When I think about gratitude, I contemplate pomegranates. I discovered this irresistible fruit after my family moved to Santa Barbara when I was 11. At the time, I was devastated that I had to leave my friends and relatives behind in the Chicago area, and was a less-than-willing participant in my fathers dream to go west. Quickly, however, I came to appreciate many things about living in California, not least of which was the exotic fruit growing everywhere. In our garden, we could pick persimmons, guavas, oranges, loquats, and pomegranates. I remember the joy of digging into the pomegranates rough exterior, discovering the tiny jewels of plump red fruit that popped sweet juice on my tongue (and too often on my shirts!).
30 years and 3,000 miles from my succulent discovery, my own children discovered the joy of pomegranates. In the past, when I brought this fruit home from the market around Thanksgiving, the kids werent interested (even when Andrew and I would slice into one and eat the ruby-like seeds, usually perched right over the sink to avoid staining our clothes). This time, Solomon and Celia were intrigued. What was this mysterious fruit? Moments later, I was edged out of my spot at the sink by two children who were now up to their elbows in red juice.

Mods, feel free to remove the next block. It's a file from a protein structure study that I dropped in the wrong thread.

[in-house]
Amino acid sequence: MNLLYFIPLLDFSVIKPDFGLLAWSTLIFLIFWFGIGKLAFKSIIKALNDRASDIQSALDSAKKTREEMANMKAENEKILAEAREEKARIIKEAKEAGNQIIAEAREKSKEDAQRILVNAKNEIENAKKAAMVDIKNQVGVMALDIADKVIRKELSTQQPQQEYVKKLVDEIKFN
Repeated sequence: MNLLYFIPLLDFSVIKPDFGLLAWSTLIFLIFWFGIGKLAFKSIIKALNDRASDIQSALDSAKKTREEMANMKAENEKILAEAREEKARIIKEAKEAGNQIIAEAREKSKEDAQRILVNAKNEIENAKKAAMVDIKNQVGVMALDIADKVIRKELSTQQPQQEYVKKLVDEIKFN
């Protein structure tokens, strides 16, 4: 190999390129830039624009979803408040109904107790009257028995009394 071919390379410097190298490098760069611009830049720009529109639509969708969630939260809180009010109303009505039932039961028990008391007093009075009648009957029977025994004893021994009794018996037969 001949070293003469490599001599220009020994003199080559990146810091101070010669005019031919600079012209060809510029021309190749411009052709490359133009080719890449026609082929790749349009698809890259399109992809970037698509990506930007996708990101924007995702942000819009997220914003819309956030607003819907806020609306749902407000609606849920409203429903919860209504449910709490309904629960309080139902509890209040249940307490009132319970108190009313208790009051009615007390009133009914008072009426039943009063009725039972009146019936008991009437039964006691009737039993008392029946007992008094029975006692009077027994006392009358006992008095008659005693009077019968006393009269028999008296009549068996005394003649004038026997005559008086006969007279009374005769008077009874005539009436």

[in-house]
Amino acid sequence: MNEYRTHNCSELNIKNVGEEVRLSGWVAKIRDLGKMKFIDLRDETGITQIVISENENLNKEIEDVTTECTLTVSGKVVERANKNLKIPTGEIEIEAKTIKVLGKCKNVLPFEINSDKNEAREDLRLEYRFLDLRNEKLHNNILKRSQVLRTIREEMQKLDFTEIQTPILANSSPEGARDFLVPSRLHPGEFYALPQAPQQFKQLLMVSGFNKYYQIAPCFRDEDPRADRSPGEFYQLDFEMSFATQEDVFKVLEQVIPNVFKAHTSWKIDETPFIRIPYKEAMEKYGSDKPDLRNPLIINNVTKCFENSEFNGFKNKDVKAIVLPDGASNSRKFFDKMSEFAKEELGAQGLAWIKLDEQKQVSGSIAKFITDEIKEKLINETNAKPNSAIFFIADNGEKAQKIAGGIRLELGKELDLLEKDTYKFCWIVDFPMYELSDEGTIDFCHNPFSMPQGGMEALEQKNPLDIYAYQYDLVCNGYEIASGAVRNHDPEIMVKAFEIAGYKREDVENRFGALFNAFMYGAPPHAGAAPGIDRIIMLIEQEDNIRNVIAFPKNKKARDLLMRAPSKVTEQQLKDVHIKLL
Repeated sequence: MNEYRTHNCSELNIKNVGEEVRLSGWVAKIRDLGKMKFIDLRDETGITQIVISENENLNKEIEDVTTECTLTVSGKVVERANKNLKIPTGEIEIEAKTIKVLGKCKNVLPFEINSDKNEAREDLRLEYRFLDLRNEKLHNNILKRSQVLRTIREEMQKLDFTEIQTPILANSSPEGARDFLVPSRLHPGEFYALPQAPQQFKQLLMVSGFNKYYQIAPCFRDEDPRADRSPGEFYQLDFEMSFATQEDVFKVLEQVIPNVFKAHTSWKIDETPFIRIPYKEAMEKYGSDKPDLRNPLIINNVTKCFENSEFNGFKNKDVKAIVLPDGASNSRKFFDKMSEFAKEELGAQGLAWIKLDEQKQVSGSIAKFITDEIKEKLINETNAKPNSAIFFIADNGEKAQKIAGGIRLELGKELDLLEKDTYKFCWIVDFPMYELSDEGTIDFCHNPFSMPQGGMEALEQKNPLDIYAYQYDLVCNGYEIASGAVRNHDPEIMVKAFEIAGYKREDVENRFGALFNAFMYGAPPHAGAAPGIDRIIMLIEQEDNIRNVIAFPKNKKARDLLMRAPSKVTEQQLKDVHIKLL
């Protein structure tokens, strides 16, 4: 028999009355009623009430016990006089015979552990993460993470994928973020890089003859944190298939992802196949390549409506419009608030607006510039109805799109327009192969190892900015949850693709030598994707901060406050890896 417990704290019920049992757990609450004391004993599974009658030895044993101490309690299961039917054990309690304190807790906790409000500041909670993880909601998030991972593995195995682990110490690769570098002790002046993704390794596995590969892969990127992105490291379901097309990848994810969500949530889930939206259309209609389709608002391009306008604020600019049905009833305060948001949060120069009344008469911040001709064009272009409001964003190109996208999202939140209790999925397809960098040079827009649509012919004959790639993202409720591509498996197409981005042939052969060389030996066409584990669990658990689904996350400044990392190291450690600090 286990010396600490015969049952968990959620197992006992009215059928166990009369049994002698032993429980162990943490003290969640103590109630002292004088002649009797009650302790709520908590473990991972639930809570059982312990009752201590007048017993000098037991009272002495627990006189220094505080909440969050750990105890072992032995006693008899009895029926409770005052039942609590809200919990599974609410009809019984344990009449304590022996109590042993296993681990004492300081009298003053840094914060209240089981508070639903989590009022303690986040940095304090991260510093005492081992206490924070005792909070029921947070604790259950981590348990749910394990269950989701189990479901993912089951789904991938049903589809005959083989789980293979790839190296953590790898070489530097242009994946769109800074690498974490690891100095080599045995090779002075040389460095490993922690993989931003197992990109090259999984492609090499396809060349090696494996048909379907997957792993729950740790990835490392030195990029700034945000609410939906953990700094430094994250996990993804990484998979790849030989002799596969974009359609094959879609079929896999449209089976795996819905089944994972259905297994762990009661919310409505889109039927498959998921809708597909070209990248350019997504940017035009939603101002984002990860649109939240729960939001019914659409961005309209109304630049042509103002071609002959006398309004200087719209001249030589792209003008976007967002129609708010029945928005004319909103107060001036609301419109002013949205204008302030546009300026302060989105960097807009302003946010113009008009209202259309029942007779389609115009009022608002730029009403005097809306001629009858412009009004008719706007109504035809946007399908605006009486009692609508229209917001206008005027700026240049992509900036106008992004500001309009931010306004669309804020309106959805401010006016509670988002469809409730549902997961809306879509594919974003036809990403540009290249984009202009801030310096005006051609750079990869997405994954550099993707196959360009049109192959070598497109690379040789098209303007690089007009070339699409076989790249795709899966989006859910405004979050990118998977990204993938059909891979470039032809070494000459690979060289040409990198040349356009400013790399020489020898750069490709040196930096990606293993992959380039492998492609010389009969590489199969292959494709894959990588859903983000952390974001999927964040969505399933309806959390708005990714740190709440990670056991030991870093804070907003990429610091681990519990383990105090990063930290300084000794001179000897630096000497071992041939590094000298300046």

For a moment, pomegranates symbolized the passage of time, from when I was a fifth grader, feeling uprooted and tentative, to my own son and daughter in our home where they have spent their whole lives. They ate something new and unusual, which they would have rejected in years past. But as they have gotten older and become more independent, their tastes have followed suit. They crave culinary adventures, even concocting their own drinks and sauces. With mixed feelings, I recognize this small step forward as a precursor to more far-flung adventures theyll crave in the future. I only hope I have helped them learn to seek out and savor all of lifes flavors, as my dad helped me learn years ago.
The splendor of sharing with my children an ancient fruit that has brought humans great pleasure for centuries, even millennium, makes me catch my breath with the beauty of the here and now, and all the blessings that surround us. For many at Thanksgiving, the turkey, stuffing and cranberries trigger strong personal memories. For me, the pomegranate ignites my imagination.
I hope you and your family have a safe, enriching and delicious holiday. Perhaps youll have a chance to savor something as soul- and palate-pleasing to you as our pomegranate was to us.
Note: I spotted this recipe on the POM Wonderful web site a few years ago, and tinkered with it a bit to make it healthier. You can make the stuffing up to a day ahead and heat it in the oven before dinner.
Which holiday foods transport you back to your childhood?